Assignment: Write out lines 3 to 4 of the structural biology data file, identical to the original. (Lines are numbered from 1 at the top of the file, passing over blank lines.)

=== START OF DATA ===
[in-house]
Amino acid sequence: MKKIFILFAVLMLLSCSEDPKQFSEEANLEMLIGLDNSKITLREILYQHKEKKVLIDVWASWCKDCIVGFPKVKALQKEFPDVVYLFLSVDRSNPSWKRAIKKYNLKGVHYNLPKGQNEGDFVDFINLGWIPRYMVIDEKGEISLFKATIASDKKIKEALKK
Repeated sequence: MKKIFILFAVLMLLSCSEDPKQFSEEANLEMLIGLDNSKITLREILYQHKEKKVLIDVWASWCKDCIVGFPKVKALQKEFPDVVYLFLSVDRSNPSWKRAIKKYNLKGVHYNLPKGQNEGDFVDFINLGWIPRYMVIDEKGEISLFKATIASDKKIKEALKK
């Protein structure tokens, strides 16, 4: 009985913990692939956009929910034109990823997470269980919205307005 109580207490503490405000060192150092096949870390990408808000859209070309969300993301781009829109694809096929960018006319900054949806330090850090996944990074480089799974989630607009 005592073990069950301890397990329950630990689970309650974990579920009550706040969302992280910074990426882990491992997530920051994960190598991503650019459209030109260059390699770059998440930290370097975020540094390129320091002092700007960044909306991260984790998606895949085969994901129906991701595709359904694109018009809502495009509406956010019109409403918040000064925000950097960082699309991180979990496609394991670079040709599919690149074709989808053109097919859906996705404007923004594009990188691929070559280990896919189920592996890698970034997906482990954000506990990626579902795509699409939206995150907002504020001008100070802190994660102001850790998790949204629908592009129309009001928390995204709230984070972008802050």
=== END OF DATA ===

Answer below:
Repeated sequence: MKKIFILFAVLMLLSCSEDPKQFSEEANLEMLIGLDNSKITLREILYQHKEKKVLIDVWASWCKDCIVGFPKVKALQKEFPDVVYLFLSVDRSNPSWKRAIKKYNLKGVHYNLPKGQNEGDFVDFINLGWIPRYMVIDEKGEISLFKATIASDKKIKEALKK
């Protein structure tokens, strides 16, 4: 009985913990692939956009929910034109990823997470269980919205307005 109580207490503490405000060192150092096949870390990408808000859209070309969300993301781009829109694809096929960018006319900054949806330090850090996944990074480089799974989630607009 005592073990069950301890397990329950630990689970309650974990579920009550706040969302992280910074990426882990491992997530920051994960190598991503650019459209030109260059390699770059998440930290370097975020540094390129320091002092700007960044909306991260984790998606895949085969994901129906991701595709359904694109018009809502495009509406956010019109409403918040000064925000950097960082699309991180979990496609394991670079040709599919690149074709989808053109097919859906996705404007923004594009990188691929070559280990896919189920592996890698970034997906482990954000506990990626579902795509699409939206995150907002504020001008100070802190994660102001850790998790949204629908592009129309009001928390995204709230984070972008802050």